Women ‘Family Travel’ Bloggers Rule


Used to be they were called “mommy bloggers,” but that was before their Klout scores soared and corporations avidly courted them.

And while I may be exaggerating, I’m not by much. This group of bright, engaged mothers who travel with their kids and run homes and blog, now run the family travel market and drive some of the most exciting conversations on line.

While CEO’s of hot start-ups and established web sites are pronouncing and  pontificating, these women bloggers and journalists are running high-profile Tweet chats with impressive prizes, turning out compelling, useful content and run one-of-a-kind Family Travel Conferences.

Anyone who has visited familytravelforum.com or travelingmom.com  is quite aware of the electricity generated by  Kyle McCarthy and Kim Orlando, CEO’s of the respective sites.

Check in @familytravel4um and watch the fast-paced  conversations about travel zip by with family travel cohorts like @familyonbikes, @familyadvice, @momaboard, @familiesgo, @hvbabywillrvl, @foreverdaddy and @luxurytravelmom.

These are experienced travelers, sharing and having fun.

They are mostly women, (some dads) all of whom have a vibrant thing going on with each other about all things travel: destination tips and trips; legal advice about single parents traveling with minors; top cities of the world; funny and touching stories; differing opinions, travel expos, etc.

They’re witty, unfailingly good-willed, and always supportive of each other and family travel issues.

One Tweet chat I attended, had a couple hundred participants, and although about 50 voices dominated, the others had their says too. The discussion went well past the cut-off time.

And you bet these family travel bloggers are  being noticed by big-time companies and corporations.


In part, as Ypartners points out, experience-based travel involving family and friends is the leading type of leisure travel. That is, visiting friends and relatives accounts for 50 percent of travel. Family vacations account for 42 percent.

Several of these family travel voices recently created the first-ever Family Travel Conference (http://www.familytravelconference.com/) .

Under the leadership of Ms. McCarthy and Orlando, it was  at New York’s classy Omni Berkshire Hotel.

Who sponsored it?  Norwegian Cruise Line, Disney Parks, Atlantis, The New York Pass and Visit Orlando, to name some of the backers.

The 2-day event was in invitation to 30 or so bloggers and journalists,  with family travel content experience. The blend of the traditional writer with Internet content creators was a wise move because the two groups learned from each other and provided differing viewpoints.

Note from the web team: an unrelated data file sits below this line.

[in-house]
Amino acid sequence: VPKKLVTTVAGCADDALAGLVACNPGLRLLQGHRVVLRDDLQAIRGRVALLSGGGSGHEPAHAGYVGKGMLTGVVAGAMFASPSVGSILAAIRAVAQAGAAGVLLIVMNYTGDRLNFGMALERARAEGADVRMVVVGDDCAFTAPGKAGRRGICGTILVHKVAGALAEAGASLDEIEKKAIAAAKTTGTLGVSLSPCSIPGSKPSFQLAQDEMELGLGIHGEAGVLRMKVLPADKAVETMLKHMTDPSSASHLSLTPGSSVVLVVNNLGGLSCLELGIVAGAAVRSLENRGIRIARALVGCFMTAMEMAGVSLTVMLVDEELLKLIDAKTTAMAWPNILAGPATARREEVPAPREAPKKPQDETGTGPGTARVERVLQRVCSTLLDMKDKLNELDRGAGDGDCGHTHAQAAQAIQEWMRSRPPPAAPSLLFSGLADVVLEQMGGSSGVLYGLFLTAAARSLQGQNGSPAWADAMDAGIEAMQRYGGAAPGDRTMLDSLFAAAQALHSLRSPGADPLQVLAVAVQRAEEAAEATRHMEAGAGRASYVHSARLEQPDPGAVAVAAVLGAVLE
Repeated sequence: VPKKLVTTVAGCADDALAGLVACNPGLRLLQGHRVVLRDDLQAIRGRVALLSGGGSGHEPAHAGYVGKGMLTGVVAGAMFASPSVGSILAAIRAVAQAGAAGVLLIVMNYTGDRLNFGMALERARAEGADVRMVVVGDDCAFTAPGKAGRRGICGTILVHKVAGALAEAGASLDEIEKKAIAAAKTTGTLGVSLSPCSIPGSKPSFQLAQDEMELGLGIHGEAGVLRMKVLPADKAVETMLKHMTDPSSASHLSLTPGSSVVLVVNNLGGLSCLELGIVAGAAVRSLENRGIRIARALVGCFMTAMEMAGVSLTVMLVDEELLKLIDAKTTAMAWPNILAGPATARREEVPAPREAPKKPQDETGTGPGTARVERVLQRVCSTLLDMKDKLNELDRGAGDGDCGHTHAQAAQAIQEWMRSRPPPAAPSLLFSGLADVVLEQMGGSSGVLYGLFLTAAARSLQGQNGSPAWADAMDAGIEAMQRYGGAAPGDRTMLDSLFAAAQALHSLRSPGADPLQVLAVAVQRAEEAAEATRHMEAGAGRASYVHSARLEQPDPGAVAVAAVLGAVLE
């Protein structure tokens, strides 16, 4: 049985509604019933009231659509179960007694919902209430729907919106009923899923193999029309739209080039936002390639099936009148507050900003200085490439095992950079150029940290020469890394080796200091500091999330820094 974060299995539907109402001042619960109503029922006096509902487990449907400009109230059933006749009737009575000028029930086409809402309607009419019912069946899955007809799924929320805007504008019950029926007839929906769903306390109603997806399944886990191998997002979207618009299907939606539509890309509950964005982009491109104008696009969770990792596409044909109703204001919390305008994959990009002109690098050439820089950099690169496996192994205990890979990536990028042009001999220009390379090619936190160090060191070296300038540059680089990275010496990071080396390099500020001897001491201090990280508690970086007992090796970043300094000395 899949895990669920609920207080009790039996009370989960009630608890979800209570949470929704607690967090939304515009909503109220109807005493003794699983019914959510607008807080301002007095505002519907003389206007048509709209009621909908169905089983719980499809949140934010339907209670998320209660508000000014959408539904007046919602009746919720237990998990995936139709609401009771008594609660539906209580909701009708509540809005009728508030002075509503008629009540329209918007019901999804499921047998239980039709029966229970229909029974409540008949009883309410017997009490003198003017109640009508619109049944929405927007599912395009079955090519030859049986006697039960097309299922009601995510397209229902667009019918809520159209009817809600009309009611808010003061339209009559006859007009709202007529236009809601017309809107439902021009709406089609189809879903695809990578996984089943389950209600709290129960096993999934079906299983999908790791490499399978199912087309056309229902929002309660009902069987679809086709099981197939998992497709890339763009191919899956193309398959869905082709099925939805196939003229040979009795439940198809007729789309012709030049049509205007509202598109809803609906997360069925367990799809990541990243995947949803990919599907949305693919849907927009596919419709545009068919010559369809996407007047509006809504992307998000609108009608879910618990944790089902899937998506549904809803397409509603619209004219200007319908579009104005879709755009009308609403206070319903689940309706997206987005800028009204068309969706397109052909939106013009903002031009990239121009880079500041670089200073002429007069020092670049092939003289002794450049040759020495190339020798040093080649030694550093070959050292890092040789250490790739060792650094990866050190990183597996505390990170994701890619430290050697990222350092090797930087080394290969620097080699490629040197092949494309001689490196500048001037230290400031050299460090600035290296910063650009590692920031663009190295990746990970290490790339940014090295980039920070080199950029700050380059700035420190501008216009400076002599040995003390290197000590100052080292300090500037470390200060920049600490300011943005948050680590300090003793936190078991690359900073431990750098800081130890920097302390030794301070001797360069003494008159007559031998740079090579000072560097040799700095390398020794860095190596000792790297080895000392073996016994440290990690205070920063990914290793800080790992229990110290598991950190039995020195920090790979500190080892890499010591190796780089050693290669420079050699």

What was it like?

First, the Omni Berkshire was a clever choice of venue because it’s a smart hotel. The spacious rooms and cleverly designed spaces with accessible outlets, imaginative use of fabrics and plants is friendly and efficient.

There was a workshop on honing writing skills led by veteran family travel writer and syndicated columnist, Eileen Ogintz, and Pulitzer prize nominee, Cindy Richards, who teaches at the Medill School of Journalism at Northwestern University.

Kim Orlando, an indefatigable blogger and entrepreneur drove the Twitter dinner, which was more a live Tweet event than an  actual dinner. But it was more fun than most of  the conference dinners I’ve attended.

After a video workshop (Presenting Yourself: Ledes and Hooks),  participants scattered throughout the hotel, smart phones and video cameras in hand, and created on-the-spot content ranging from an inside look at the hotel's kitchen, to tips from housekeeping on making a room look like new.

When the dust settles,  we probably were participating in the first of many such workshops about family travel, technology, monetizing content and  community.

What I found refreshing,  more so than conferences with top brass from from Google , Amazon and other legacy companies, was the openness and enthusiasm.

These “mompreneurs” combine humor with a depth of practical, real-world travel knowledge, and they make it all accessible by sharing.

With family travel a huge,  fast-growing niche ( 4.5 trips a year; 67% saying kids are never too old to travel with), this fast-talking cohort may well set the standard for online activity... and enviable sponsorships.

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